The Dec. 28 Metro article “Goodlatte blocks bill protecting the abused” reported on the maneuvers of outgoing House Judiciary Committee Chairman Bob Goodlatte (R-Va.) to block a bill that would help Native American women who are victims of domestic violence.

He also blocked a bill that would stop the most egregious acts of animal cruelty, including bestiality. That bill, the Preventing Animal Cruelty and Torture Act, was introduced by former House Judiciary Committee chairman Lamar Smith (R-Tex.) and Rep. Ted Deutch (D-Fla.). It had an incredible 284 co-sponsors in the House and passed the Senate by unanimous consent.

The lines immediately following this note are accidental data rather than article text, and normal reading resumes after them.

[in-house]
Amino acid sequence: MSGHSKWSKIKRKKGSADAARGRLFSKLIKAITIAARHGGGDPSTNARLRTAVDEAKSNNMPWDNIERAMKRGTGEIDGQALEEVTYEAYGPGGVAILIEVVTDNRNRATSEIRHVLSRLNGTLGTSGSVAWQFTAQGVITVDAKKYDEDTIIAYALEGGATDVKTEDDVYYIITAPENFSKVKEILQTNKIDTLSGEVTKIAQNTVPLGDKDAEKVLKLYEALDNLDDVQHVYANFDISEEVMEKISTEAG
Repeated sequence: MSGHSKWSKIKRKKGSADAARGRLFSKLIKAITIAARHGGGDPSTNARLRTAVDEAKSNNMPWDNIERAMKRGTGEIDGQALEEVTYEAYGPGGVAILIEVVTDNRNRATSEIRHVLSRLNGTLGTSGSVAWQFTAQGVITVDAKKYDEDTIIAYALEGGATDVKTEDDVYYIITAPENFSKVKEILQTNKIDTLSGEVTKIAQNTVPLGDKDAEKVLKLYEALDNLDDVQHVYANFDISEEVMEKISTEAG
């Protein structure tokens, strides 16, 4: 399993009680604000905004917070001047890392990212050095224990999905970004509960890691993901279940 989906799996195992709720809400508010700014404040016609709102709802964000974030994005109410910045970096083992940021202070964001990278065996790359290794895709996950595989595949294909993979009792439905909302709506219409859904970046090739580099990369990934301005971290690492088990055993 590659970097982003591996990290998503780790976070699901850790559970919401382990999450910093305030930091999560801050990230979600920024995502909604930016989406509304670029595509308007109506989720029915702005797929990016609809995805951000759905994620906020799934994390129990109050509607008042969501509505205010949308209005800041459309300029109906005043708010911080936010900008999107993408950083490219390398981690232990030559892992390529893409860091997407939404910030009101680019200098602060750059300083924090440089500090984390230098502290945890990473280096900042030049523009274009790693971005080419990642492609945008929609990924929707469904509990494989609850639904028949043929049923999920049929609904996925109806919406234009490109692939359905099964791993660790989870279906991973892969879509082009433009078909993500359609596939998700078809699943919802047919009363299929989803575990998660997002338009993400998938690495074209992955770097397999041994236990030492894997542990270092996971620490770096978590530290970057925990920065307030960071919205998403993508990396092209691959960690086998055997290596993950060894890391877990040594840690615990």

But the bill didn’t move in the House because Mr. Goodlatte had a fit when Majority Leader Kevin McCarthy (R-Calif.) put it on the “suspension calendar” for floor action, and Mr. Goodlatte vowed to never let it pass.

We never heard any substantive reason for Mr. Goodlatte’s opposition. He has a history of opposing just about every kind of animal-welfare reform, even bills that nearly every other lawmaker supports. Humane policies will benefit with Mr. Goodlatte’s departure from Congress.

Holly Gann, Washington

The writer is director of federal affairs
for Animal Wellness Action.